Quality of Life
Walking is the natural choice of most survivors and has direct implications for activities of daily living (Courneya, K., et al., 2002). Cycle ergometry offers many advantages that include a sitting position and leg exercise that minimize the effects of ataxia, cognitive impairment, limitations in upper body movement and arm lymphedema (Courneya, K., et al., 2002). Any aerobic fitness activity that meets the ACSM guidelines should be reasonable after breast cancer (Courneya, K., et al., 2002).
Purpose and Hypothesis statement
To date, many studies (Sprod, et al, 2005; Courneya, K., 2001; Herrero, F., 2006) have been reported on aerobic training and shoulder function of breast cancer survivors. Other studies have looked at aerobic and resistance training such as Ohira, T., et al (2006) but strictly on quality of life and depressive symptoms. Even though this study did report benefits of exercise on quality of life, we are unsure of the effects on shoulder mobility and muscular endurance with free weight training.
Therefore the purpose of this study is to evaluate shoulder function by testing range of motion and muscular endurance using a free weight training, aerobic training and untrained (control) groups of breast cancer survivors. It could be hypothesized that free weight training of the upper quadrant will improve shoulder mobility and muscular endurance in breast cancer survivors.
Sixty female subjects between the ages of 35-60 years old will be recruited from the Juravinski Cancer Centre in Hamilton, Ontario. They will be breast cancer survivors who had early stage breast cancer either Stage I or II, had mastectomy surgery and adjuvant therapy. The women will have completed their therapy 3-6 months prior and have been discharged by their doctor and been told they are cancer free and “healthy”. They have been discharged from all cancer treatment and are not doing anything for rehabilitation.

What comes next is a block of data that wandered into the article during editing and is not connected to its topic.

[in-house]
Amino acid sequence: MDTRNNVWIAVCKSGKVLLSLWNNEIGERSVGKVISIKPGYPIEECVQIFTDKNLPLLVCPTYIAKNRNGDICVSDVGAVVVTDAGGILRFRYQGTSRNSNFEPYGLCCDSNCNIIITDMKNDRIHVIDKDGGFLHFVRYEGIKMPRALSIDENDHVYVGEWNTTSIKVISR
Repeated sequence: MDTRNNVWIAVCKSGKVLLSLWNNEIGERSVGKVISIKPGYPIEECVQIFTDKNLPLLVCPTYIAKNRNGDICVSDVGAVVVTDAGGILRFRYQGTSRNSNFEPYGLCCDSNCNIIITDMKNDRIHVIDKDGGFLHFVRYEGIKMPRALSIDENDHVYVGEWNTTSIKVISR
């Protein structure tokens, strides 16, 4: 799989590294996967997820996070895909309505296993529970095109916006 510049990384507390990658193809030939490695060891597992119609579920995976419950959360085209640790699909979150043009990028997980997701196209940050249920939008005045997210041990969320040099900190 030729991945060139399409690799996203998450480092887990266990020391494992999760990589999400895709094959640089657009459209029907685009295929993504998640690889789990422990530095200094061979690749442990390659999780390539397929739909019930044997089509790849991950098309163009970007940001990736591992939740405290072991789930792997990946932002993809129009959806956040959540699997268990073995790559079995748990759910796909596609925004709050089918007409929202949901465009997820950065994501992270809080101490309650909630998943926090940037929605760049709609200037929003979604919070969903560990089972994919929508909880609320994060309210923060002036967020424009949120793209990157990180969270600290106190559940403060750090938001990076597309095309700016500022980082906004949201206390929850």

The patients will receive detailed written information about the study and receive an informed consent form if they are willing to participate (see Appendix A). Must fill out a health and physical activity questionnaire prior to admission. (see Appendix B)
Inclusion criteria is as follows: filling out a quality of life questionnaire (QLQ C-30), health questionnaire, be cancer free, post treatment discharged from all cancer related treatment, postmenopausal, have a decreased range of motion (ROM) in the affected shoulder and have a decreased quality of life.
Exclusion criteria is as follows: cardiovascular problems, heart disease, diabetes, full range of motion of the affected shoulder, uncontrolled hypertension, uncontrolled pain or any other condition that contraindicates exercise.
The study is a randomized, single blinded, exercise intervention controlled study. The randomization procedure will take place after the baseline examination is completed and eligibility is determined. The treatment assignment will be done by a researcher who will not have anything to do with the study procedure; they randomly placed the 60 participants by computer allocation. The 60 participants will then be placed into the three intervention groups, free weight (FW), aerobic exercise (AE) and untrained (UT), 20 women in each.
The athletic therapist for each group will stay with that group throughout the 26 weeks. The exercise group will participate in the gym, the aerobic training group will participate in the local lake and the untrained group will do their protocol at home. Each group, FW, AE, and UT will not meet and will not discuss or compare the exercise interventions. All participants will participate in a dynamic flexibility program before any of the group activities. ( see Appendix E)
All groups will participate in the study for 26 continuous weeks. They will all participate three times a week and this will help with the training effect. For all women dynamic flexibility will be addressed pre exercise, QOL will be assessed, muscular endurance and ROM. Common factors in the two exercise groups will be time, frequency, ROM of shoulder joint, QOL of patient, muscular endurance and dynamic flexibility.